Hosted in the elegant buildings of the Université Diderot in Paris, Yiqing Yin’s spring/summer haute couture collection added a note of wildness to the sober neoclassical interior. Yin’s recent signature snakeskin motifs reappeared in the variously exfoliating fabrics that moulted from opacity and translucency to skin-revealing chinks in the dresses and sashes.
Yin’s criss-crossing technique worked wonders again, evolving into intricately knotted and layered outfits, which blurred the boundaries between top and bottom. Some outfits possessed an interlocking slate-like quality that managed to make garments look tight-fitting and comfortably loose at the same time.
With their bands and flowing drapery, some dresses would not have looked out of place in a Tolkien-like saga or some retro-futuristic film set. One heart-stoppingly ethereal dress recalled the flowing attire worn by Lady Fortuna in The Wheel of Fortune, the Pre-Raphaelite painting by Edward Burne-Jones.
The warmer-looking garments sported fur that was equally layered around tighter-fitting, finely interwoven leather bands. One ostentatious outsized boa seemed like an endless hybrid tail snaking its way down to double-textured leather pants.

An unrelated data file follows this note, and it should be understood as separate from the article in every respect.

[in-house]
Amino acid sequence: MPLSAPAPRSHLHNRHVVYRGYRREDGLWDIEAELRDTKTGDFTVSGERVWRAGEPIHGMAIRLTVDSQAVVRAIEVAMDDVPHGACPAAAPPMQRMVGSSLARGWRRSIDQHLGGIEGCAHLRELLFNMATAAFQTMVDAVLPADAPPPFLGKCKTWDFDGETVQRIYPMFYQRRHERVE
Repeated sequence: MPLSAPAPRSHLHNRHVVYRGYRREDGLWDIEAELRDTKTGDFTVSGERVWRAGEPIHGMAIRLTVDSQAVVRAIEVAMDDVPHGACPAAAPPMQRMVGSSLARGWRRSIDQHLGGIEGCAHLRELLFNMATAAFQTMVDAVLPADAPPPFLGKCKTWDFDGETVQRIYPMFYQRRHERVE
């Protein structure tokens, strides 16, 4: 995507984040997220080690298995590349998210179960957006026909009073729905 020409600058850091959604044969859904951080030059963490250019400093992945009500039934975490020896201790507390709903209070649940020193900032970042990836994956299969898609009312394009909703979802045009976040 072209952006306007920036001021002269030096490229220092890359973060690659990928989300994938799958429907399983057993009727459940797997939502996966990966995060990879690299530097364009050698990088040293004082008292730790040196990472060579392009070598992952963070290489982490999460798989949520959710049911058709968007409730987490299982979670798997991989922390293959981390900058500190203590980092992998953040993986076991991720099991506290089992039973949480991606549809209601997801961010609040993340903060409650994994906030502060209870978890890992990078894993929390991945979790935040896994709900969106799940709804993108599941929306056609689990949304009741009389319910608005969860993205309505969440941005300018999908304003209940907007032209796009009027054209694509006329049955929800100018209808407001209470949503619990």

A few dresses had intriguing patchwork fur stitched into fascinatingly subtle designs. Yin is also supremely good at concocting latticed leather lace that makes whole outfits look like outdoor head-to-foot lingerie.
Another style that Yin is particularly adept at is the gift-wrapped look: woman as supreme visual present. Yin is always careful to offset too much ribboning in these outfits with fine tonal and textural contrasts, providing sleek high-heeled shoe-wear to sharpen naivety into sexiness.
The parade ended with some breast-revealing wiry meshing that added an almost Gothic finale, a slightly eerie atmosphere that turned into delightful suspense as the last dress was revealed in near-total darkness. It was confected out of dozens of miniscule lights attached to interlaced wires.